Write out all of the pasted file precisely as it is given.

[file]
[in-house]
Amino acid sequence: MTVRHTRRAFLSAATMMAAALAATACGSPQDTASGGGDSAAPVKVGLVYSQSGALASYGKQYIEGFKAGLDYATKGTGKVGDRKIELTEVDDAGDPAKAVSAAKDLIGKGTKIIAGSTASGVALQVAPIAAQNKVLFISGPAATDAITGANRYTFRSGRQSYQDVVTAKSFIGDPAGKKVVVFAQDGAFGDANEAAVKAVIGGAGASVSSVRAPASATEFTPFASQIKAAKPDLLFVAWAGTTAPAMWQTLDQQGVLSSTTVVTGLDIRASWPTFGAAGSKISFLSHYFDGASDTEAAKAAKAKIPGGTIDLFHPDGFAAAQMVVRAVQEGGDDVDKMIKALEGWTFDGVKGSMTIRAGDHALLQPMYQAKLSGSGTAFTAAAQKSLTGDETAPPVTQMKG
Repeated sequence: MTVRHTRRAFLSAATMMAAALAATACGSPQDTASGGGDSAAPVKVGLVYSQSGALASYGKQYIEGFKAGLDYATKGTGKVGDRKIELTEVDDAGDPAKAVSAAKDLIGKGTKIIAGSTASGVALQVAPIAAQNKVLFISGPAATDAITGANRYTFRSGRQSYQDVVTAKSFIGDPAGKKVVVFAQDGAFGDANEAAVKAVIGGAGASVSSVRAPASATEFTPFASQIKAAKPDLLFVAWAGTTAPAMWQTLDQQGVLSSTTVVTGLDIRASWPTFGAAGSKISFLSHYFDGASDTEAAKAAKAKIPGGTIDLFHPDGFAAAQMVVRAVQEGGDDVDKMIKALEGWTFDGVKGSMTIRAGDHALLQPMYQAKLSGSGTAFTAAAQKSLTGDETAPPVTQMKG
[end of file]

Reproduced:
[in-house]
Amino acid sequence: MTVRHTRRAFLSAATMMAAALAATACGSPQDTASGGGDSAAPVKVGLVYSQSGALASYGKQYIEGFKAGLDYATKGTGKVGDRKIELTEVDDAGDPAKAVSAAKDLIGKGTKIIAGSTASGVALQVAPIAAQNKVLFISGPAATDAITGANRYTFRSGRQSYQDVVTAKSFIGDPAGKKVVVFAQDGAFGDANEAAVKAVIGGAGASVSSVRAPASATEFTPFASQIKAAKPDLLFVAWAGTTAPAMWQTLDQQGVLSSTTVVTGLDIRASWPTFGAAGSKISFLSHYFDGASDTEAAKAAKAKIPGGTIDLFHPDGFAAAQMVVRAVQEGGDDVDKMIKALEGWTFDGVKGSMTIRAGDHALLQPMYQAKLSGSGTAFTAAAQKSLTGDETAPPVTQMKG
Repeated sequence: MTVRHTRRAFLSAATMMAAALAATACGSPQDTASGGGDSAAPVKVGLVYSQSGALASYGKQYIEGFKAGLDYATKGTGKVGDRKIELTEVDDAGDPAKAVSAAKDLIGKGTKIIAGSTASGVALQVAPIAAQNKVLFISGPAATDAITGANRYTFRSGRQSYQDVVTAKSFIGDPAGKKVVVFAQDGAFGDANEAAVKAVIGGAGASVSSVRAPASATEFTPFASQIKAAKPDLLFVAWAGTTAPAMWQTLDQQGVLSSTTVVTGLDIRASWPTFGAAGSKISFLSHYFDGASDTEAAKAAKAKIPGGTIDLFHPDGFAAAQMVVRAVQEGGDDVDKMIKALEGWTFDGVKGSMTIRAGDHALLQPMYQAKLSGSGTAFTAAAQKSLTGDETAPPVTQMKG